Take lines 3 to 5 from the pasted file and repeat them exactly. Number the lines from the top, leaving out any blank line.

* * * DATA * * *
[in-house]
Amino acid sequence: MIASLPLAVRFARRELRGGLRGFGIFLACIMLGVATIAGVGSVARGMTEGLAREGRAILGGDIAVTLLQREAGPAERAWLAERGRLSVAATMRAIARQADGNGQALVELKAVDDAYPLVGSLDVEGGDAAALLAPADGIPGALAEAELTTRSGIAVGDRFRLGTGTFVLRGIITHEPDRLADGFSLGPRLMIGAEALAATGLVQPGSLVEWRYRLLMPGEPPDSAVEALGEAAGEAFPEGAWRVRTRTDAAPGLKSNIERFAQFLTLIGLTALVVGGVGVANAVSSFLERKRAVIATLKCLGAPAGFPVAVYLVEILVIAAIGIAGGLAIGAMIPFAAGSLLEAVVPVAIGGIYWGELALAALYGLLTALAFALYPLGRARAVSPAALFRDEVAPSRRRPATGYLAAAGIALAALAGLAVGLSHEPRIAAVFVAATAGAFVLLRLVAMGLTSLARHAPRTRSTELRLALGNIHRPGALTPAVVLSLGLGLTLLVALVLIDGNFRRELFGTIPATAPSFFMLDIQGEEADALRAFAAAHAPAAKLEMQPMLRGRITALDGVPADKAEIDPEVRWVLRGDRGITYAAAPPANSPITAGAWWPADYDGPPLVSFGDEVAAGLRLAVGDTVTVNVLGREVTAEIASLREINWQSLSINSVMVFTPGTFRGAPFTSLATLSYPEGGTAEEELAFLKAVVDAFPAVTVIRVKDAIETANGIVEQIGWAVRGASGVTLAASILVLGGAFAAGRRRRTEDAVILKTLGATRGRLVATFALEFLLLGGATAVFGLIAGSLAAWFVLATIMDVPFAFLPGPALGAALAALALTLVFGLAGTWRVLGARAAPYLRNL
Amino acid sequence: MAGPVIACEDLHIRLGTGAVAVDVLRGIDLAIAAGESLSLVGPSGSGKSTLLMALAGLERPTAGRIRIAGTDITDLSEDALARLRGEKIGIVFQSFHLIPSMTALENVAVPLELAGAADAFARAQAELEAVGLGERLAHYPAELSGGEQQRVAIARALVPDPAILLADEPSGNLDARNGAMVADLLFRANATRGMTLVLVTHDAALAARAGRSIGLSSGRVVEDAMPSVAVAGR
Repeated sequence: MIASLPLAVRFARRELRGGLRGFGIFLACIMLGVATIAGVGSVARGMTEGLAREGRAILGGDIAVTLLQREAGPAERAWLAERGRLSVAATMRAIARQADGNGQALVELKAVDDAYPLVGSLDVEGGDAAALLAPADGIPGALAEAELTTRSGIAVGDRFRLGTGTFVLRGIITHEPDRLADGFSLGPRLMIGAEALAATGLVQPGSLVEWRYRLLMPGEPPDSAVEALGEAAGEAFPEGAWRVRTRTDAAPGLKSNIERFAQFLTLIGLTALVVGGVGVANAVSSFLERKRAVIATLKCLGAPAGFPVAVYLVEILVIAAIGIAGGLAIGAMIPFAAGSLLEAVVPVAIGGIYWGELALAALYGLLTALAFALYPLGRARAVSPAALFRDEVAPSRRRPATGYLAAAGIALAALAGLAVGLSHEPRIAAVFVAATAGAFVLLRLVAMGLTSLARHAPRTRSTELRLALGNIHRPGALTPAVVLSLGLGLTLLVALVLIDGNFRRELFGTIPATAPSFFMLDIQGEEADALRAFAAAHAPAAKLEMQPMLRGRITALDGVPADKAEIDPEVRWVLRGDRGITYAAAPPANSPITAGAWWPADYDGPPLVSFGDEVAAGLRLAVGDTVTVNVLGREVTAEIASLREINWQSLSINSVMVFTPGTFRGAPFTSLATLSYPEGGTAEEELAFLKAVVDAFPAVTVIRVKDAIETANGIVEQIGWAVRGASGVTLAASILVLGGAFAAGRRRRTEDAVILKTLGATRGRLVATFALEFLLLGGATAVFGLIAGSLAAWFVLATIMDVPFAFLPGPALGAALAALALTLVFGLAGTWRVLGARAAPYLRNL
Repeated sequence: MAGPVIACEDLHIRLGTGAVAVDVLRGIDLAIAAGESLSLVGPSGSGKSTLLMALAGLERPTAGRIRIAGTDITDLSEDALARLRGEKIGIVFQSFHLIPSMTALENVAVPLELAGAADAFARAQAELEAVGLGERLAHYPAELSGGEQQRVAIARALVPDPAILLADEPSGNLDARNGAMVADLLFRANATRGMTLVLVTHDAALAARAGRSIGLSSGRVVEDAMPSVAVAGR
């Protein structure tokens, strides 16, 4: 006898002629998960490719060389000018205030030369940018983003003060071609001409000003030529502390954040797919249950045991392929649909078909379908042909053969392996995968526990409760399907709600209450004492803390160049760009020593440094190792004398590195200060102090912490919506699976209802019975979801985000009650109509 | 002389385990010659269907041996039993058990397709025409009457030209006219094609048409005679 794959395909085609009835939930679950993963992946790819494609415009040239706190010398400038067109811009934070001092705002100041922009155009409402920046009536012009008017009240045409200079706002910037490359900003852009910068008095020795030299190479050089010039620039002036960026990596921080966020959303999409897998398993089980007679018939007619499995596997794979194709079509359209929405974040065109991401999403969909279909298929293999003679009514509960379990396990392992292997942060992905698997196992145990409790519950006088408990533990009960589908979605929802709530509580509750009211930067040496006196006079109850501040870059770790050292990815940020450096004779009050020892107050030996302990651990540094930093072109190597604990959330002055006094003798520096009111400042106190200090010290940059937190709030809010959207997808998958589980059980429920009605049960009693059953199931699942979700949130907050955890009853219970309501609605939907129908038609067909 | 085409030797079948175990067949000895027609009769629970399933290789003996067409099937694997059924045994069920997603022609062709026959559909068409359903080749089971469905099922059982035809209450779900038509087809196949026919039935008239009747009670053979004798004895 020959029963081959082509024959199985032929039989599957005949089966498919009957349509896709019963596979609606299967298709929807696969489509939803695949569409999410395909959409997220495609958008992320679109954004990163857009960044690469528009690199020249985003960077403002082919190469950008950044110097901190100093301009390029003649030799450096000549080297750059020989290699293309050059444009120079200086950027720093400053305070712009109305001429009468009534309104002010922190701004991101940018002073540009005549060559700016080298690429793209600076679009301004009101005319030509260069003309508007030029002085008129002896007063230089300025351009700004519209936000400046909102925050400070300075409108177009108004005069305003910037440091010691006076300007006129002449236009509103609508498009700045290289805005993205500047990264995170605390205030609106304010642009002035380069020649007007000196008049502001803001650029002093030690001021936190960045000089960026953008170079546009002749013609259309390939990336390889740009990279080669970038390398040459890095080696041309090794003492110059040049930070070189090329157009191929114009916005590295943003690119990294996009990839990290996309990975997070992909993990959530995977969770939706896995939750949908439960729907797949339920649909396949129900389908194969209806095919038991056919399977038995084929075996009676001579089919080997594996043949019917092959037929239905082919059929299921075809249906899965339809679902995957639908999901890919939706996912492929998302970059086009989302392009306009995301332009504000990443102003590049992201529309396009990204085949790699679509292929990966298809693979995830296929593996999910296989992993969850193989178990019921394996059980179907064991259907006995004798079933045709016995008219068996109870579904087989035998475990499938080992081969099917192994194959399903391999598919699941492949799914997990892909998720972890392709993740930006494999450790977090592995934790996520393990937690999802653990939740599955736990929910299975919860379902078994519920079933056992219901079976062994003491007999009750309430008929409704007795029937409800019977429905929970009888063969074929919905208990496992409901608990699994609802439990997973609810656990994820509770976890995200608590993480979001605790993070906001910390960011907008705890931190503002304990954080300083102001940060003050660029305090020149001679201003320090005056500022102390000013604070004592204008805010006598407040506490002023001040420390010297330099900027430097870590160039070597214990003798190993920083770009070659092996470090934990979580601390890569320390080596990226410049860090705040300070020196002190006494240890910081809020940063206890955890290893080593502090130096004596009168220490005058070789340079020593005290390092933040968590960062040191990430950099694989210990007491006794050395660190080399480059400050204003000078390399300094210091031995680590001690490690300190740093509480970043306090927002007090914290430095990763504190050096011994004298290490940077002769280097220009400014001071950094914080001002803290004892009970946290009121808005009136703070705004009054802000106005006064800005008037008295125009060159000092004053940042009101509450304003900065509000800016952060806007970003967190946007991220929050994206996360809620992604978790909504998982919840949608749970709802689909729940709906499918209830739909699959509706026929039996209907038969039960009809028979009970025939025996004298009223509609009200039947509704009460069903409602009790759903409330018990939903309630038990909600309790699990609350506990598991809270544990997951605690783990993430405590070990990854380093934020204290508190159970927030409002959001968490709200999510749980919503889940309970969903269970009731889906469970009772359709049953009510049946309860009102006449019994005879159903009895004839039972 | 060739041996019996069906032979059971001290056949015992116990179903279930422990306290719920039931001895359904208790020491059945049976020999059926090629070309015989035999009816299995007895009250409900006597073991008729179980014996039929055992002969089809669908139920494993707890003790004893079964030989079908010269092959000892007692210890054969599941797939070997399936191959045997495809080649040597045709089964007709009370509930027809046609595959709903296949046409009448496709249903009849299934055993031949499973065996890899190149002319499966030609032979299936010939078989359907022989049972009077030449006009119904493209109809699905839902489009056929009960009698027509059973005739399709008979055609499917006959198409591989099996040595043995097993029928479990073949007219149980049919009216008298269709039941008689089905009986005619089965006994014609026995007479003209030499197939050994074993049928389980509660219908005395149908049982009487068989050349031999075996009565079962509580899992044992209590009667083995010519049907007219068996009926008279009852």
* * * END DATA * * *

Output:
Amino acid sequence: MAGPVIACEDLHIRLGTGAVAVDVLRGIDLAIAAGESLSLVGPSGSGKSTLLMALAGLERPTAGRIRIAGTDITDLSEDALARLRGEKIGIVFQSFHLIPSMTALENVAVPLELAGAADAFARAQAELEAVGLGERLAHYPAELSGGEQQRVAIARALVPDPAILLADEPSGNLDARNGAMVADLLFRANATRGMTLVLVTHDAALAARAGRSIGLSSGRVVEDAMPSVAVAGR
Repeated sequence: MIASLPLAVRFARRELRGGLRGFGIFLACIMLGVATIAGVGSVARGMTEGLAREGRAILGGDIAVTLLQREAGPAERAWLAERGRLSVAATMRAIARQADGNGQALVELKAVDDAYPLVGSLDVEGGDAAALLAPADGIPGALAEAELTTRSGIAVGDRFRLGTGTFVLRGIITHEPDRLADGFSLGPRLMIGAEALAATGLVQPGSLVEWRYRLLMPGEPPDSAVEALGEAAGEAFPEGAWRVRTRTDAAPGLKSNIERFAQFLTLIGLTALVVGGVGVANAVSSFLERKRAVIATLKCLGAPAGFPVAVYLVEILVIAAIGIAGGLAIGAMIPFAAGSLLEAVVPVAIGGIYWGELALAALYGLLTALAFALYPLGRARAVSPAALFRDEVAPSRRRPATGYLAAAGIALAALAGLAVGLSHEPRIAAVFVAATAGAFVLLRLVAMGLTSLARHAPRTRSTELRLALGNIHRPGALTPAVVLSLGLGLTLLVALVLIDGNFRRELFGTIPATAPSFFMLDIQGEEADALRAFAAAHAPAAKLEMQPMLRGRITALDGVPADKAEIDPEVRWVLRGDRGITYAAAPPANSPITAGAWWPADYDGPPLVSFGDEVAAGLRLAVGDTVTVNVLGREVTAEIASLREINWQSLSINSVMVFTPGTFRGAPFTSLATLSYPEGGTAEEELAFLKAVVDAFPAVTVIRVKDAIETANGIVEQIGWAVRGASGVTLAASILVLGGAFAAGRRRRTEDAVILKTLGATRGRLVATFALEFLLLGGATAVFGLIAGSLAAWFVLATIMDVPFAFLPGPALGAALAALALTLVFGLAGTWRVLGARAAPYLRNL
Repeated sequence: MAGPVIACEDLHIRLGTGAVAVDVLRGIDLAIAAGESLSLVGPSGSGKSTLLMALAGLERPTAGRIRIAGTDITDLSEDALARLRGEKIGIVFQSFHLIPSMTALENVAVPLELAGAADAFARAQAELEAVGLGERLAHYPAELSGGEQQRVAIARALVPDPAILLADEPSGNLDARNGAMVADLLFRANATRGMTLVLVTHDAALAARAGRSIGLSSGRVVEDAMPSVAVAGR